Wednesday, 30 January 2013

Windows 8. Regrets, I've Had A Few...


I have to report, the road  to Windows 8 has not been a smooth journey. There's much to like about Microsoft's new OS but the whole experience has left me feeling rather as if I'm the only person in this place to have actually upgraded to it.

First there was the great Firefox debacle - the badly documented fact that Firefox doesn't support Windows 8 (and, by the way, Chrome doesn't support Windows RT) only came to light after I had gone on a long journey to find out why Skype had stopped working. It's stopped working again but this time around I simply can't be bothered. I'm using the iPad for that instead.

Now Explorer, by no means my browser of choice, has also stopped working and I don't know what to do. There's no obvious option to repair or reinstall it. You can almost hear Barney's whiny Midwestern sing-song, 'Heyy, li'l guy! That's under the bonnet! You don't wanna go snoopin' around under the bonnet!' The support forums for Windows 8 have each got four or five topics on them, as if there are only about a hundred people in the world using this software. Microsoft support is so hard to find (particularly with a half-broken browser), I've just given up and installed Chrome.

The great selling point for Windows 8 is that it's touch enabled. If you've found yourself habitually reaching out to swipe a laptop screen, you'll appreciate the fact that you can now do it and have something happen. All of the great versions of Windows have had a 'raison d'etre' - Windows 3.0 sealed Microsoft's outright leadership not only of the OS market but of the application market, by breaking the DOS 640k barrier and simultaneously leading competitors to develop for OS/2. Windows NT didn't break. And Windows 7 wasn't  Vista.

With that in mind, Windows 8's great USP is touch, but it hedges its bets with a desktop. So you have, effectively, two interfaces - the 'Metro' swipey interface and a desktop interface that isn't quite so touch friendly. So don't go putting that mouse on Dubizzle quite yet.

There are some parts of Windows 8 that really work. It's more intuitive and things are generally where you'd expect to find 'em. There's very little 'getting started' help - I had to Google how to close an app (a much clunkier gesture than Apple's) because there was nobody from MS telling you. Likewise, the relationship between the Metro interface and Desktop is something you're left to find out for yourself. Microsoft's Mail app is cool, but won't let you use the Search features within Gmail. It all feels a bit 'give a little, take a little' to tell you the truth.

And this is why I fear for Microsoft and Windows 8. If there were a major, mass-market interface competitor (if Google were hardcore about Chrome OS), this would be a very dangerous time indeed for Microsoft.

Windows 8 is an inflection point - and inflection points in technology are always terribly dangerous times. We're locked into technology by familiarity, and the greater our investment in an interface, the greater our 'stickiness' as users is. When you ask me to relearn that interface, you're asking me to go through the same pain barrier as deserting you and going with another provider.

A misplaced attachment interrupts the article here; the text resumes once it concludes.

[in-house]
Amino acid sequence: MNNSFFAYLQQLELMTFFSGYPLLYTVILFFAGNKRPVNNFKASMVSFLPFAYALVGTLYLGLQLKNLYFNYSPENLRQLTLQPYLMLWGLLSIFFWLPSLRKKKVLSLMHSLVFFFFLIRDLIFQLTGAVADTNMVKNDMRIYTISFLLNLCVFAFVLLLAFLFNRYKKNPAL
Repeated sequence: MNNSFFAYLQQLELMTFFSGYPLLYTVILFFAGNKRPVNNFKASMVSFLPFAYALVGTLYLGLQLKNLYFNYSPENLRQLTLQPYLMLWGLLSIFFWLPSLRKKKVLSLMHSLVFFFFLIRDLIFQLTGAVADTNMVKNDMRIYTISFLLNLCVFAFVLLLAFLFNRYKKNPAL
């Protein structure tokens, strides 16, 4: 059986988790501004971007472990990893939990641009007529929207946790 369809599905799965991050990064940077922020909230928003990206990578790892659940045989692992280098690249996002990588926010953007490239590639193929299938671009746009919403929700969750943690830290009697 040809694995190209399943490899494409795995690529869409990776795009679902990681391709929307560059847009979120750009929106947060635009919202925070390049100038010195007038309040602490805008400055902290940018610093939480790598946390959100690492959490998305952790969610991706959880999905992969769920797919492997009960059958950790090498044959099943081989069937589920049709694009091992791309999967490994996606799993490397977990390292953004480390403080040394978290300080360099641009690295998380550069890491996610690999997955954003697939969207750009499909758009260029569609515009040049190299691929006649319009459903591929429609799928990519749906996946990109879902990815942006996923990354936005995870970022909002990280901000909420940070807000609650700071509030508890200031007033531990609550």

The trouble with Windows 8 is it's a halfway house. The next version of Windows will have to complete the move to touch and finally junk the desktop, because Windows needs to do something huge, not something whimpery and tentative. That means applications written for touch - and there are very few of those out there right now outside games and the like. At this rate of adoption, developers won't be leaping to embrace Windows 8, either.

Having moved to Windows 8, I would probably counsel anyone thinking about it to stick with Windows 7. The pain of the move has been infinitely greater than any benefits I have gained. If that's the feedback from other users, the already reportedly slow adoption of Windows 8 is not going to speed up anytime soon.

I never thought I'd see the day, but Microsoft looks extremely vulnerable right now. 

3 comments:

Songwriter F Space said...

Couldn't agree with you more, especially with the last part about Microsoft looking vulnerable. They are sitting on extra cash without the vision to invest it in a decent business. The result is sloppy sales of Windows 8, acquisitions which do not seem synergistic and sadly a failed attempt at mobile OS. All of this is happening when PC sales are declining globally after booming for many years now. Very dangerous times for Microsoft, however they have adequate time to find the next area of growth (companies will not suddenly ditch Office products or Windows-based computers).

Alexander McNabb said...

I'd have to disagree on the failed OS point, agree otherwise!

I'd expected to hate Windows Phone 8, I've seen so many laughable forays into mobile OSs from MS including the awful CE.

But WinPhone8 works. It's smooth, does stuff you want and I've really taken to it on the Lumia.

I just wish the notebook had the same experiential delight factor. And it doesn't. Particularly not with Samsung S5 Ultra's insanely unturnoffable and huge trackpad. Typing has never been so painful, believe me...

Stephen Coppinger said...

Nicely put. I got a copy as the 'upgrade price' was too good not to try - presumably a ploy to allow Microsoft to announce that they are moving lots of copies. So I ended up with it on my laptop.

And it's a dog. The interface is clearly for touch screens but if you don't have one, then it's just something to negotiate on your way to the real interface. My tech guy played with it and was indignant that he had to Google how to turn the laptop off. It is as intuitive as a dead turkey.

(but I have bought a copy of Beirut, having seen your post on Trapit!!)

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